Having a clear vision of what he’s looking for in an employee and taking the time to find the right employee are ways by which Bankhead protects the company culture. “In small businesses, a lot of times we wait until we are desperate, and then if a person can fog a mirror and they have decent hygiene, we hire them,” he says. If you do make a mistake and hire the wrong person, Bankhead says to be sure to dissect what went wrong.
Growing the business so quickly also created a communication problem that hadn’t previously existed. Bankhead needed an easy and efficient way for employees to talk to each other. He began piloting different group messaging platforms. Slack and Basecamp didn’t stick, but then he tried Workplace, Facebook’s platform for offices. “Everyone already knows how to use Facebook,” he says. “The adoption rate has been higher than anything else we’ve done.”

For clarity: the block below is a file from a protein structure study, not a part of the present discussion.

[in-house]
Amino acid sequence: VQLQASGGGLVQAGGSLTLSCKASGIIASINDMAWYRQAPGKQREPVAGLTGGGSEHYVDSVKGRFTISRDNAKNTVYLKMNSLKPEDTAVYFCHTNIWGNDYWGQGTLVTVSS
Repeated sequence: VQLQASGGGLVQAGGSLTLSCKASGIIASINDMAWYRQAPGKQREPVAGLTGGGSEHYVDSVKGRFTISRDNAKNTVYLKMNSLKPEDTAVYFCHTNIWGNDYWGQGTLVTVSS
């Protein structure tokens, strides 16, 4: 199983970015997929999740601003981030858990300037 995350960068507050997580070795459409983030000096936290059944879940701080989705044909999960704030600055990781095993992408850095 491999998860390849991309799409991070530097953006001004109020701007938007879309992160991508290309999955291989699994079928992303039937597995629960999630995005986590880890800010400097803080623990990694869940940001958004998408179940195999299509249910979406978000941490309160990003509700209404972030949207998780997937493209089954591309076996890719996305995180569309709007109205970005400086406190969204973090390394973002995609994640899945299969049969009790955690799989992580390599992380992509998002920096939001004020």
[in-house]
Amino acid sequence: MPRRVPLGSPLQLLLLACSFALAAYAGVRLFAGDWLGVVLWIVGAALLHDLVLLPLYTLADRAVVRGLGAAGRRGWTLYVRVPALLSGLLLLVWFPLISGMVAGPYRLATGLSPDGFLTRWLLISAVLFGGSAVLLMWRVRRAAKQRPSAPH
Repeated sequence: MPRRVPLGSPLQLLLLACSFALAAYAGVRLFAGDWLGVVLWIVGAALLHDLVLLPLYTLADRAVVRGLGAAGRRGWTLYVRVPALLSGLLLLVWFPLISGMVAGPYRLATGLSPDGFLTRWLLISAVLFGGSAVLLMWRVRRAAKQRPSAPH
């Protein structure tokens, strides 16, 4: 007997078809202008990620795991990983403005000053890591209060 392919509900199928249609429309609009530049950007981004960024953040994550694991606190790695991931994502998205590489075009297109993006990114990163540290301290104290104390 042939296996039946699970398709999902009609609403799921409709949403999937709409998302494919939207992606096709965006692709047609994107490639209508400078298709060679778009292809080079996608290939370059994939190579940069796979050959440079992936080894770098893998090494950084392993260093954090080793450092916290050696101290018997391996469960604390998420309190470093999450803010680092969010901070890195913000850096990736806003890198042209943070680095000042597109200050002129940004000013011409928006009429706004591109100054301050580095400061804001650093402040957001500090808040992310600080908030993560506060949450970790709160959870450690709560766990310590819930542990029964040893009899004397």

Workplace has increased the communication between the stores, and even if half of what gets posted is made up of memes, Bankhead has found it helpful in decreasing the number of emails that reach his inbox. In fact, most conversations happen without his input at all. “There’s probably only a single digit percentage of stuff that I feel compelled to answer,” he says.
For Springfield Music, the work of crafting a positive culture is ongoing. “I think the process never ends,” Bankhead says. In the beginning, the owner might have to be the one driving the culture, but over time the responsibility can shift to the employees. “Hopefully the employees will believe in that mission and they will carry it forward for you,” he says.